The crack in the window seems to have got longer, although I don't think it's any deeper, which is a blessing I suppose.

                'Saddened' but 'Hopeful'.

Hey Sam.

               I appreciate the comment you made about me labelling my emotions, but however hard I tried I just couldn't seem to put a positive spin on it all. After all, how do you replace the word 'Saddened' with anything else? I searched high and low in my repertoire for another word that would adequately reflect that particular mood but all I could come up with were words such as  'Distraught' or 'Troubled', which were just variations on the theme. And then I saw what you were getting at, and it all clicked into place. So I substituted 'Saddened' with 'Peeved', and then reframed it slightly to 'Moderately Peeved'.

               I spent some more time in the morning looking through the window and I have to say how 'Moderately Peeved' I was that the crack appeared to be longer now, but strangely enough no deeper! And then, (you'll like this) because there was so much to see in the park I forgot about it all together!

               As well as the Ash, Rose and Autumn Crocus there are now three rows of lovely winter flowering Pansies that have appeared. I think somebody from the Parks Department must have planted them when I wasn't looking. The whole scene's looking a picture now I can tell you. Someone's even painted the litter bin and trimmed the grass edges.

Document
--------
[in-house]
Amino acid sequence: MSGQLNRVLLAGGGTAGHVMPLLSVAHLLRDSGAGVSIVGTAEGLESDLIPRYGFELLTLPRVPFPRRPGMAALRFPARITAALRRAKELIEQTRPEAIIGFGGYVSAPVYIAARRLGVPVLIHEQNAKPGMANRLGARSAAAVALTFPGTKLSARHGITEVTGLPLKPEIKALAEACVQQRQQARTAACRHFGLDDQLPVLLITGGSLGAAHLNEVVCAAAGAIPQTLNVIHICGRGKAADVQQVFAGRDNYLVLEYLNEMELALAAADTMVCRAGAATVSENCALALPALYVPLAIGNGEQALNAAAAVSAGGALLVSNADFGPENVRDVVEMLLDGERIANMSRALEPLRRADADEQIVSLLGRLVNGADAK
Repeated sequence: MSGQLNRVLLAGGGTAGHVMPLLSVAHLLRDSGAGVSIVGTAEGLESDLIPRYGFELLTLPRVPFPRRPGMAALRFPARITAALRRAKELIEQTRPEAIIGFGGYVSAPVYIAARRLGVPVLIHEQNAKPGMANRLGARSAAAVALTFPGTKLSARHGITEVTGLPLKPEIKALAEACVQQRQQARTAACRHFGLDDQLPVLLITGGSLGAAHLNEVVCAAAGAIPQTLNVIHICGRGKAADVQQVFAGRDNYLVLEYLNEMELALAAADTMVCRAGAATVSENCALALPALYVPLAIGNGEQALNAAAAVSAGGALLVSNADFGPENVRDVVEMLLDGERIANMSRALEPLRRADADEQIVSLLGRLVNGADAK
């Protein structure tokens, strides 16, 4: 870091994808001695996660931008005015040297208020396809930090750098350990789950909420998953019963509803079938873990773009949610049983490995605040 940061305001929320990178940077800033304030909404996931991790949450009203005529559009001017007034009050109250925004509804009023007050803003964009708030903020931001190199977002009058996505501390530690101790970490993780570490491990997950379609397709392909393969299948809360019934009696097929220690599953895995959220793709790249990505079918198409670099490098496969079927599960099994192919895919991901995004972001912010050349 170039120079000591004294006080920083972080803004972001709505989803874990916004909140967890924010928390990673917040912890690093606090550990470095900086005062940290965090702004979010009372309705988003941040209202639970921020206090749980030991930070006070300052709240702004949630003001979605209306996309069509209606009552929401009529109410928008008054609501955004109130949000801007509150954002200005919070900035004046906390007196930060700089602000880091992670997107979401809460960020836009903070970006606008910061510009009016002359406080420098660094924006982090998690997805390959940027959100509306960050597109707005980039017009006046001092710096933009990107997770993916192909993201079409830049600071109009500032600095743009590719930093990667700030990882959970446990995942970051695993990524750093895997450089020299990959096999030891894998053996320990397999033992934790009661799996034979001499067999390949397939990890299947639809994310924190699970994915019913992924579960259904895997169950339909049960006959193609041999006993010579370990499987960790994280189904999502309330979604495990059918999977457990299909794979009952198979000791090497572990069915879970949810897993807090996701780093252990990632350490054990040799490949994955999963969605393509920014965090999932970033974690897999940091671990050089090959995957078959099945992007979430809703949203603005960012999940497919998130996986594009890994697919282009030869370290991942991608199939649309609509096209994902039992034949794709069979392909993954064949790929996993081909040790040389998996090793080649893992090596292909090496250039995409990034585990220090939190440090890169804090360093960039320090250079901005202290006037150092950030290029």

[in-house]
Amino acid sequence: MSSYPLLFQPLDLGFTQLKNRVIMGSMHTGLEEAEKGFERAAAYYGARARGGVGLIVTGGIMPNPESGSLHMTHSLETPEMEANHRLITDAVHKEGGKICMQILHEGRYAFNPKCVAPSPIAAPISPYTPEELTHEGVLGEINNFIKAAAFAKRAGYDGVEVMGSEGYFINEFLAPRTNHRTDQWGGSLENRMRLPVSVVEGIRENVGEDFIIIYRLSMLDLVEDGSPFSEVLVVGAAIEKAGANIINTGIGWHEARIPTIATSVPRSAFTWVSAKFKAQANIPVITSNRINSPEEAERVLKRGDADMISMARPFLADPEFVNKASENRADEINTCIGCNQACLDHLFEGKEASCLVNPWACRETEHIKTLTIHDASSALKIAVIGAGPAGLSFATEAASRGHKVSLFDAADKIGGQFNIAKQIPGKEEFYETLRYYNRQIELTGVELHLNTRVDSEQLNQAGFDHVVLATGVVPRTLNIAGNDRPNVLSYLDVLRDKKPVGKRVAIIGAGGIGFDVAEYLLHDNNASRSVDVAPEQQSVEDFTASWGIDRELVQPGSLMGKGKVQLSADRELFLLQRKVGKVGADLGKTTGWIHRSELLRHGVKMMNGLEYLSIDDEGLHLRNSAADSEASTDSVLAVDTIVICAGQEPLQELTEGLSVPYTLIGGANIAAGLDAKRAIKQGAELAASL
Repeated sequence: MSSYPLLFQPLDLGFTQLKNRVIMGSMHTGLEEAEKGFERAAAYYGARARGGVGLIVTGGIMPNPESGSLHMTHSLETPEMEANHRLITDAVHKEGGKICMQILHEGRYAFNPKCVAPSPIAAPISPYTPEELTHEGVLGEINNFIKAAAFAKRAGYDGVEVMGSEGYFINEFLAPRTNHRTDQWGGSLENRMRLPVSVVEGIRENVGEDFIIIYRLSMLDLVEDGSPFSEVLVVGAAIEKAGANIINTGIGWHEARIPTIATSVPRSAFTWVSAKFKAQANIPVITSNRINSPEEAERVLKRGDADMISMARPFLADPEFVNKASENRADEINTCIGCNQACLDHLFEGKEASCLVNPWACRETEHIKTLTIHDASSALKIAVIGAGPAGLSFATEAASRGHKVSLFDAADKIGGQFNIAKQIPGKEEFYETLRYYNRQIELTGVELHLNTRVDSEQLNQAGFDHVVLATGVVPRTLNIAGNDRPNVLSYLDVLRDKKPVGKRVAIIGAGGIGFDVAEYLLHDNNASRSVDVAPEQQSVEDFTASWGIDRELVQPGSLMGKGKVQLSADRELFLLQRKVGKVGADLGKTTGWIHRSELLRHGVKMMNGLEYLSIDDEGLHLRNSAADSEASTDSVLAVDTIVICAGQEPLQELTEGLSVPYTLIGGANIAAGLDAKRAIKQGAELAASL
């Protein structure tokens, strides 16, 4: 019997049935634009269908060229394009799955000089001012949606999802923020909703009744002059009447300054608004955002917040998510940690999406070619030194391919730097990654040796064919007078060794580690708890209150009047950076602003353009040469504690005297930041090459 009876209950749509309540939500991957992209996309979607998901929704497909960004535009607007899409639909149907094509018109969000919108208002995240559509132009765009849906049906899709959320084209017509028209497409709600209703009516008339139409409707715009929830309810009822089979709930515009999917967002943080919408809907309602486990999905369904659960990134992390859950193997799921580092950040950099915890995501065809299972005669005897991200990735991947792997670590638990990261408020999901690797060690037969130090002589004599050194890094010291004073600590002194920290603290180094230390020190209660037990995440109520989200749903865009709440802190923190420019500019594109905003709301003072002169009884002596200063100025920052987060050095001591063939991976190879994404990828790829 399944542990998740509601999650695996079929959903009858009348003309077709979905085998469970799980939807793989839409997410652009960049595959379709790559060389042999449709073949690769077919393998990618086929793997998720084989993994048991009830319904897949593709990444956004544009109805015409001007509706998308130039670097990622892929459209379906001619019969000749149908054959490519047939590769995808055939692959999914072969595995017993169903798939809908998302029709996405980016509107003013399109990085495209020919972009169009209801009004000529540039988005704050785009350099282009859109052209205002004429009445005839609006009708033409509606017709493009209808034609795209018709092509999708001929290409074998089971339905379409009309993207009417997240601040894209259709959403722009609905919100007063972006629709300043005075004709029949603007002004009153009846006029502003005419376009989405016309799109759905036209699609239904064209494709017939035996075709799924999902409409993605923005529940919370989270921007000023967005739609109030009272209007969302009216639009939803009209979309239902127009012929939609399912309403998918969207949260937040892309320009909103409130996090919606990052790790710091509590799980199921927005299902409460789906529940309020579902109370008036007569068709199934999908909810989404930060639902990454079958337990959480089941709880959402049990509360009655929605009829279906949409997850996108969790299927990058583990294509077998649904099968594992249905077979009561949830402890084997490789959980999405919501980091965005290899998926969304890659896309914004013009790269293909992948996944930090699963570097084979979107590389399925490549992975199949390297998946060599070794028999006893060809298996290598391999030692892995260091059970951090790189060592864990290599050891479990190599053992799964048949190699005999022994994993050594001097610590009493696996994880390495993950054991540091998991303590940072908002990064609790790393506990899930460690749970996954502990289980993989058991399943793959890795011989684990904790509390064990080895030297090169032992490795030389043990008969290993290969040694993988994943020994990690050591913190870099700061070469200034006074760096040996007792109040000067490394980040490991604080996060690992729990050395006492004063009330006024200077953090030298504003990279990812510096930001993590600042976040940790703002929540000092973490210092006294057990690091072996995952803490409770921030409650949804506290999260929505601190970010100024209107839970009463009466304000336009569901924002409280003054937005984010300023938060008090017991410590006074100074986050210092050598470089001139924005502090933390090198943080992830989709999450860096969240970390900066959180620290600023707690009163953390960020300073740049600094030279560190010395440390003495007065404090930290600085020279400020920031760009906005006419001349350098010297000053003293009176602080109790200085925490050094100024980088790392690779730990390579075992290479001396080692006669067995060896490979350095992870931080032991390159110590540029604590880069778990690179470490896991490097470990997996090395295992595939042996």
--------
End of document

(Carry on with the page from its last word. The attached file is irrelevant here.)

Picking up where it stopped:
Unfortunately it started to rain and the wind got up so I pulled the blinds in case the glass blew in.

                'Cheerful', 'Contented' and (you'll like this one) 'Fortunate'.

Hi Sam.

               Bad day. The mist rolled in and I couldn't see anything out of the window.

               'Bored', 'Lonely', but still... 'Expectant'. (I'm struggling to choose positive words all of the time so you'll just have to go with it).

Sam.

               Because of yesterdays mist my mood has taken another turn for the worse I'm afraid. I spent the whole day with the blinds down in case the mist crept in through the GIANT crack and suffocated me.

               I did, however, wake up early on purpose to see if things had improved with the weather and I watched the sun rise over the park. It was the most glorious sight to behold, the autumn leaves picked up the golden rays and made everything look as if it was bathed in a fountain of liquid gold. (Blimey, I never used to write like this!) The berries on the Ash Tree were like yellow nuggets and the Pansy flowers were like little smiling faces. (I think I've overdone it now.)

'Relieved', 'Uplifted', 'Overstated', (I know, it's not really an emotion but what the hell.)

My Good Friend Sam.